The Atlantic

The Desperate Search for Lebanon's Mass Graves

“Everyone knows someone who went missing. But they don’t speak about these things.”
Source: Mohamed Azakir / Reuters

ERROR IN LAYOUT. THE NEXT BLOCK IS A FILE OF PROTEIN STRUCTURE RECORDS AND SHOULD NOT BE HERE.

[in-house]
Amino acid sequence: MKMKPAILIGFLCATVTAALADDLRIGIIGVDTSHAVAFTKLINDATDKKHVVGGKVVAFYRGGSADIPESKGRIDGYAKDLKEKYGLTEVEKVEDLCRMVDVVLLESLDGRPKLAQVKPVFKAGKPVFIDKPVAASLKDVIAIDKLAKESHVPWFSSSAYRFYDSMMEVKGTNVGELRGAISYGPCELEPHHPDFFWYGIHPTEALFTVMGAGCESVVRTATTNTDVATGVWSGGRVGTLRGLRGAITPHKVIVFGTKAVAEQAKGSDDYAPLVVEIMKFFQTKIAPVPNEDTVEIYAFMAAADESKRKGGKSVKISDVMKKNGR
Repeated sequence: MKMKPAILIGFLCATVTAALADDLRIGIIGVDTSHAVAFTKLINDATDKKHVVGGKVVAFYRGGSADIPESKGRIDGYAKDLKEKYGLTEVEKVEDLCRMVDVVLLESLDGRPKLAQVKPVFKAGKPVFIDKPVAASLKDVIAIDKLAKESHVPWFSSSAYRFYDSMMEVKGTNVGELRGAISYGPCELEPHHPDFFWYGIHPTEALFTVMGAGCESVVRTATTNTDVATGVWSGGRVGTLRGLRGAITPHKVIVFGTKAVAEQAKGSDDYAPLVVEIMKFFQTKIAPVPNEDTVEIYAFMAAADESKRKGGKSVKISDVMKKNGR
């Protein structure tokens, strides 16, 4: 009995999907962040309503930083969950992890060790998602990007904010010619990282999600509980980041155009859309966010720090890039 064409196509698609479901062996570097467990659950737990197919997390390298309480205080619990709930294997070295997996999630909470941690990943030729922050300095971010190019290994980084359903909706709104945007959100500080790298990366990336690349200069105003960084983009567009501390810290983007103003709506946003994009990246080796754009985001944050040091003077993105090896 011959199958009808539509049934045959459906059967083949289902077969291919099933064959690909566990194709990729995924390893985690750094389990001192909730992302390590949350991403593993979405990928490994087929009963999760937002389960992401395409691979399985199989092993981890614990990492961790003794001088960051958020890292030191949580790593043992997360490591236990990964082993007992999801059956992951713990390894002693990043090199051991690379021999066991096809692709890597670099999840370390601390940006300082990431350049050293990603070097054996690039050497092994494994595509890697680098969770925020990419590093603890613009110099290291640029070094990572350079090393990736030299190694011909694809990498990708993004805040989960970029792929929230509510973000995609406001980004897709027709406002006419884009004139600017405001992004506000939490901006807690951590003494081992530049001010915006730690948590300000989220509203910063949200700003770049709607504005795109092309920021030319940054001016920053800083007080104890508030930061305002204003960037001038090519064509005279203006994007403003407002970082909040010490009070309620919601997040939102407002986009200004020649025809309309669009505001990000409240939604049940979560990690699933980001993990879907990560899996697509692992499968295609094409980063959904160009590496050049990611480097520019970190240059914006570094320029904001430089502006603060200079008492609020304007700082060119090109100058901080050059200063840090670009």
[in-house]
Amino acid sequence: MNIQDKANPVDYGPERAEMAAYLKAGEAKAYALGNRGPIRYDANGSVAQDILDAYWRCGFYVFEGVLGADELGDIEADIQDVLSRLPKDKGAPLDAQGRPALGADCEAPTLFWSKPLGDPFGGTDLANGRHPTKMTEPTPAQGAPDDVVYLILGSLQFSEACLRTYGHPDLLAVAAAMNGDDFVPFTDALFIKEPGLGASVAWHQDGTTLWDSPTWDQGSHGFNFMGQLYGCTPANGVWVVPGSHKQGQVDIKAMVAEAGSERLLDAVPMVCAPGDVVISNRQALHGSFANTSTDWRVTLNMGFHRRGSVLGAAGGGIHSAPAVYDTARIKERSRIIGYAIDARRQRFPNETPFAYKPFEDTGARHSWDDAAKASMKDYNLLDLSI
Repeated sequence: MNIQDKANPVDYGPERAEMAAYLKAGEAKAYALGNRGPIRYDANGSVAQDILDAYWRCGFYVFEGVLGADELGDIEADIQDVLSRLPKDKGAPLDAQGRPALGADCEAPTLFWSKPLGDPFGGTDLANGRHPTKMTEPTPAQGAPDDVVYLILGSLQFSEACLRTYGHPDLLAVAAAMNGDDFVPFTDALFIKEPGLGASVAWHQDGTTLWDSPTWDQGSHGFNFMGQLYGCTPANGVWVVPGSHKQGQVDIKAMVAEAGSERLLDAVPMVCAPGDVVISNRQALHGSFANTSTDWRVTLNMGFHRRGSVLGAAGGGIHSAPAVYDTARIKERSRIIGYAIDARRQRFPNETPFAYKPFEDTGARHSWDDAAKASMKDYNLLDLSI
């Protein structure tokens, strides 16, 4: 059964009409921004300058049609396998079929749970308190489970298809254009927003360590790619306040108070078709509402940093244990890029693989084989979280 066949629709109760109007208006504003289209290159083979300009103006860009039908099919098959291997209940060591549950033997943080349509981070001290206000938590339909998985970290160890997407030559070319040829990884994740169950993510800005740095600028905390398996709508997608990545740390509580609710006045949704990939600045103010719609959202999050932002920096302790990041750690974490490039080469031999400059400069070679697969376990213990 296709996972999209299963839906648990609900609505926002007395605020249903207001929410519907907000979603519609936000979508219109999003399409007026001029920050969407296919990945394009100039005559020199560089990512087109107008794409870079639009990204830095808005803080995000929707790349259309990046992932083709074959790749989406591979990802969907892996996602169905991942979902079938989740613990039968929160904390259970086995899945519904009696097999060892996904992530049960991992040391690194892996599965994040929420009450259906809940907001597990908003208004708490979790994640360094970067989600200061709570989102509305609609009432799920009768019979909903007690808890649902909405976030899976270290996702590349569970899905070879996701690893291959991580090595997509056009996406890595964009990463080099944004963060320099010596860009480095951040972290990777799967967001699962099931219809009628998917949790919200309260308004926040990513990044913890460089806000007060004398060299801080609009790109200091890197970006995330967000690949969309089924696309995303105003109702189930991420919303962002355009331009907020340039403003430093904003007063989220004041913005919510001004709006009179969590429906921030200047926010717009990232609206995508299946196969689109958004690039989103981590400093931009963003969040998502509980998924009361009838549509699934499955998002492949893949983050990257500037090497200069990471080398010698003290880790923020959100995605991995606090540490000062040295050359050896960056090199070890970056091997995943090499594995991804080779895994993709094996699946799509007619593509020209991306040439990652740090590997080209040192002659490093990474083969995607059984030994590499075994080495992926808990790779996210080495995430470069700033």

BEIRUT—In a neighborhood in east Beirut, you’ll come across a nondescript parking lot, backed up on one side by an Ottoman-era house and on another by a sleek high-rise, casting its shadow across a mix of old shops and upscale design stores below. It was from inside one of these old shops in the late 1970s—a few years into Lebanon’s long, violent civil war—that Avedis Manoukian, a shop owner, saw the trucks loaded with dead bodies roll up to what is now the parking lot;  back then, it was an empty, dirt-covered patch. “He kept telling us, ‘Today, they came with bulldozers and dumped some more corpses there, covered them with earth. Then they did it again, then they did it again,’” Aline Manoukian, Avedis’s daughter, recalled when we spoke. As a young girl, she would visit her father’s store and look out onto the lot,

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